Juneteenth: How Misinformation Shapes Our Past and Present
By Liz Courquet-Lesaulnier
This is what you’ve probably been told about Juneteenth: Enslaved Black people in Texas had no idea they were free until June 19, 1865, the day U.S. Maj. Gen. Gordon Granger arrived in Galveston, Texas, to announce the end of the Civil War and the freedom of enslaved Black people.
“Maybe there’s a grain of truth to it, but it’s not the whole truth,” says Evan Feeney, a deputy senior campaign director at Color Of Change. What we’ve been taught about Juneteenth is part of the “propaganda about the story of Blackness in America right now,” he says.
Believing that white Texans were blissfully unaware of the end of the Civil War or the Emancipation Proclamation issued on Jan. 1, 1863 — more than two years before Juneteenth — flies in the face of the communication capabilities of the era. The telegraph had been operational since 1844, efficiently conveying crucial news across the nation, such as President Abraham Lincoln’s executive order — the Emancipation Proclamation. In addition, with the war and emancipation being a hot topic, newspapers nationwide — and in Texas — widely reported on the pivotal news well before Gen. Granger’s arrival.
Enslaved Black people weren’t oblivious to their freedom either. The issue was not their unawareness of the Emancipation Proclamation, but rather the cold, calculated refusal of white Texans to adhere to it or communicate about it. It was only when Gen. Granger arrived, backed by the military might of U.S. troops, that the enslaved Texans’ right to freedom was communicated and enforced.
Deliberate misinformation was a problem. Some oral histories hold that, despite the Civil War’s end, some slave owners kept the enslaved working through the agricultural season by saying that the war was not over or that the South had won the war.
But why twist the truth about Juneteenth or refuse to teach it at all?
To “stall or outright crush movements for progress and liberation,” Feeney responds. “Misinformation has long been a historical tool of white supremacy to dismantle the growing power of Black folks.”
Color Of Change is working across a range of areas to combat forces pushing disinformation and misinformation — from battling the spread of hatred on social media and misinformation to keep Black people from voting to fighting book bans aimed at keeping Black history out of classrooms and libraries.
Book bans continue the tradition of withholding information
If today’s record number of book bans that overwhelmingly target texts by Black authors or that teach about race or racism are allowed to stand, the nation’s children are less likely to learn the facts about the brutality and violence used by white people to withhold civil rights and political power from Black people historically and in the present. Similarly, children also may not learn the truth about the Black heroes who fought — and continue to fight — to create change.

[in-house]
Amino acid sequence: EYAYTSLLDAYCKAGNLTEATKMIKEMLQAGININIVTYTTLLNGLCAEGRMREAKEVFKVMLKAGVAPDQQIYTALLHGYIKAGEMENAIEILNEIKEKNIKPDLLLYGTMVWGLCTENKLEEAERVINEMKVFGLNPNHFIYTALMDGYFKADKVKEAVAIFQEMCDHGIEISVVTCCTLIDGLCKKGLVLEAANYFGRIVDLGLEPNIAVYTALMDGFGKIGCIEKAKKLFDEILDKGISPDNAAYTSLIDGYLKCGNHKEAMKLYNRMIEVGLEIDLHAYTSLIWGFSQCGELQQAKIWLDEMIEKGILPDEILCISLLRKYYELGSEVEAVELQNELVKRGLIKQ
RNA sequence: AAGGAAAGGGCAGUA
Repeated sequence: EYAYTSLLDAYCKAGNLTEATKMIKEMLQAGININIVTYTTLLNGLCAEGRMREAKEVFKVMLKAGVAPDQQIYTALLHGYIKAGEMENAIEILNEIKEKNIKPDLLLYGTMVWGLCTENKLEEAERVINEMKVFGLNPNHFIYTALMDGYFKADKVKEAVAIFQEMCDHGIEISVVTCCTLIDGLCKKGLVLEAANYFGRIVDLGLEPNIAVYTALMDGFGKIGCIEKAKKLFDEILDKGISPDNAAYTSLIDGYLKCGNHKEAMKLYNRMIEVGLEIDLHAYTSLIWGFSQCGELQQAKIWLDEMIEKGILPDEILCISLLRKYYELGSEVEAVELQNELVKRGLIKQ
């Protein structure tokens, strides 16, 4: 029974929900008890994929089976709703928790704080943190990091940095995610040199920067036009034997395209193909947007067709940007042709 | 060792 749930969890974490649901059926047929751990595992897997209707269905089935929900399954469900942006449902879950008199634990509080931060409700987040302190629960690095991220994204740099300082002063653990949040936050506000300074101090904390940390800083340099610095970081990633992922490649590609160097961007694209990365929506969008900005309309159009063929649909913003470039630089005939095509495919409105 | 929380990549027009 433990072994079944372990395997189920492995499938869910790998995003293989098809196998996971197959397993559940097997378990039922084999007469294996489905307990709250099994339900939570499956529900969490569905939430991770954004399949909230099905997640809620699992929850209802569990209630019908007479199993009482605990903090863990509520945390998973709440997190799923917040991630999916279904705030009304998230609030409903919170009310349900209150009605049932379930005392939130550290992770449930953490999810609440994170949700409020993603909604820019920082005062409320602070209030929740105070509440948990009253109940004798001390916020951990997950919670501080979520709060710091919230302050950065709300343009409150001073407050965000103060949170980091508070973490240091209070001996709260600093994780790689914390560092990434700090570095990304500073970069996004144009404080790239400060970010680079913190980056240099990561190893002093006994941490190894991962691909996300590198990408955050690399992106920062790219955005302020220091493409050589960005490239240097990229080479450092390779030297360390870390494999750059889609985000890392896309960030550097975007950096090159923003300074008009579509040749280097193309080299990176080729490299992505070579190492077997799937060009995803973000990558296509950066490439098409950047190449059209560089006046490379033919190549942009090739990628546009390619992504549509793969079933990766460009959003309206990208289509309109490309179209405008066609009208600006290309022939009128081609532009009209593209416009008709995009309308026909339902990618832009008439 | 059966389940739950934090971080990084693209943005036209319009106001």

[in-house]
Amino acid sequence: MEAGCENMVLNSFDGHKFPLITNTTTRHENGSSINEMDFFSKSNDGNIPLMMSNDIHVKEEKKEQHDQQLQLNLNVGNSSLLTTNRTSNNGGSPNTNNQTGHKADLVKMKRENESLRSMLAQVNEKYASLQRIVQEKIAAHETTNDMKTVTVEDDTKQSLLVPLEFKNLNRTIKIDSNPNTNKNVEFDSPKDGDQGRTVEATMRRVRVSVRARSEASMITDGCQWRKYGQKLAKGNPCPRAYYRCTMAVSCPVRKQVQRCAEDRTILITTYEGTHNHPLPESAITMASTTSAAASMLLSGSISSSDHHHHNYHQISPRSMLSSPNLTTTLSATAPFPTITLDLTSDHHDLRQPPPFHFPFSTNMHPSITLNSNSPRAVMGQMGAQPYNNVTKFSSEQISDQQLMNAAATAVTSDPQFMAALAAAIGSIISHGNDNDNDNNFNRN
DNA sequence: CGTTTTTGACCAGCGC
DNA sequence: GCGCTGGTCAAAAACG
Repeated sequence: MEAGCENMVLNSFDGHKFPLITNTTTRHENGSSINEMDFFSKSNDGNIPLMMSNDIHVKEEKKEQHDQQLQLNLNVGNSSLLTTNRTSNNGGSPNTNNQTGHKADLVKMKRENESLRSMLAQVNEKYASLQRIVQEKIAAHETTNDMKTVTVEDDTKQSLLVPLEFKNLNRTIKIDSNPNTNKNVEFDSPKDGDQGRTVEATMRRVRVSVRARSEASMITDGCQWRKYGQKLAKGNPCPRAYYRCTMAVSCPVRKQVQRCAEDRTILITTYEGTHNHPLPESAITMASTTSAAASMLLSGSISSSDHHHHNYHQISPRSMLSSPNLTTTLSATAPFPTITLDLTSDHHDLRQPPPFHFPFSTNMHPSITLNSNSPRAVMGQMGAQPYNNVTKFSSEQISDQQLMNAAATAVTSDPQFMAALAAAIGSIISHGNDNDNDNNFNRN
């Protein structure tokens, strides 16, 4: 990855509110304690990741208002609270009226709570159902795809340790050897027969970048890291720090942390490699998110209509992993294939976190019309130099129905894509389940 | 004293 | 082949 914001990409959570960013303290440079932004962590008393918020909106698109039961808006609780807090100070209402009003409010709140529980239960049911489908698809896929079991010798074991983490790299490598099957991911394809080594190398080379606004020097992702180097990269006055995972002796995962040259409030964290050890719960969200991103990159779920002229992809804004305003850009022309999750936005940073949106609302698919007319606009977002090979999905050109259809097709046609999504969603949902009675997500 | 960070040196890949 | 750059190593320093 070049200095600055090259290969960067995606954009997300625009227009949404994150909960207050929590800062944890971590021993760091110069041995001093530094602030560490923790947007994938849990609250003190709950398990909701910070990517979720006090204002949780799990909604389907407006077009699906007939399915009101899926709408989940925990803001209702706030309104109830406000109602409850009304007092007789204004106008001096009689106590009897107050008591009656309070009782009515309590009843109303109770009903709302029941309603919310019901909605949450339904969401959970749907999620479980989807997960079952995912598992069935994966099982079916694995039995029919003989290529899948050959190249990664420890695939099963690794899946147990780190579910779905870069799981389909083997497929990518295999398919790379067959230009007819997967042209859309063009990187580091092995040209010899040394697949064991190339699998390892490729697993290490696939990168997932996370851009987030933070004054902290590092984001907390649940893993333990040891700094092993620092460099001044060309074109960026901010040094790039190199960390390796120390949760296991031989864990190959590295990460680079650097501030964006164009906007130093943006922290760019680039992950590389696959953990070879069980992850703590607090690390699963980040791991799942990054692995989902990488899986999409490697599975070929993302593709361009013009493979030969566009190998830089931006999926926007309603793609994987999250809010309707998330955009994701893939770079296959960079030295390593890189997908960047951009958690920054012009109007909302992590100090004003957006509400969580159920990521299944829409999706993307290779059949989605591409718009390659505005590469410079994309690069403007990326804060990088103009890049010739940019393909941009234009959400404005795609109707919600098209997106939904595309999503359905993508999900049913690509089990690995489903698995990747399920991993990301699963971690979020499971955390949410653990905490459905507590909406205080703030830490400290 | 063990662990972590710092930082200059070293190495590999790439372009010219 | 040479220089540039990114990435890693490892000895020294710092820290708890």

A report released in April by PEN America found 1,477 separate instances of book bans between July and December 2022. Shockingly, “74% are connected to organized efforts, mainly of advocacy groups, elected officials or enacted legislation.”
Much of this legislation takes its cue from Florida Gov. Ron DeSantis and his “Florida is where woke goes to die!” movement. In January, DeSantis and the Florida State Board of Education blocked The College Board’s Advanced Placement African American Studies course from being taught in the state.
A COC petition demanding that the course be reinstated notes that DeSantis and the State of Florida have “led the charge in the national erasure of Black history and culture.”
The College Board announced in February that it had removed lessons on critical race theory, Black Lives Matter, mass incarceration and reparations. In response, COC members have put pressure on The College Board and major book publishers to “stand up and unequivocally say that what’s happening in Florida and other states is wrong,” Feeney says. These bans are an “attack on civil rights.There can’t be any equivocating about it.”
Misinformation continues to drive investments in policing
Half-truths and outright lies aren’t just being told about Juneteenth. Feeney says the truth about current movements against mass incarceration also is being attacked. Current misinformation and disinformation about a supposed crime wave in the United States is “one of the most pernicious forms of misinformation that is happening right now,” Feeney says. COC is “very focused” on the issue because misinformation about criminality “is foundational to the prison industrial complex,” he explains.
Prison profiteers “have a vested interest in saying that there’s crime and crime should be more harshly punished,” says Feeney. They need to create public fear of high crime rates “because it puts people in their prisons, and they really need to justify the exorbitant costs that they charge the state by falsely stating that certain people are more violent or need to be under a more intensive guard in stricter, harsher conditions.”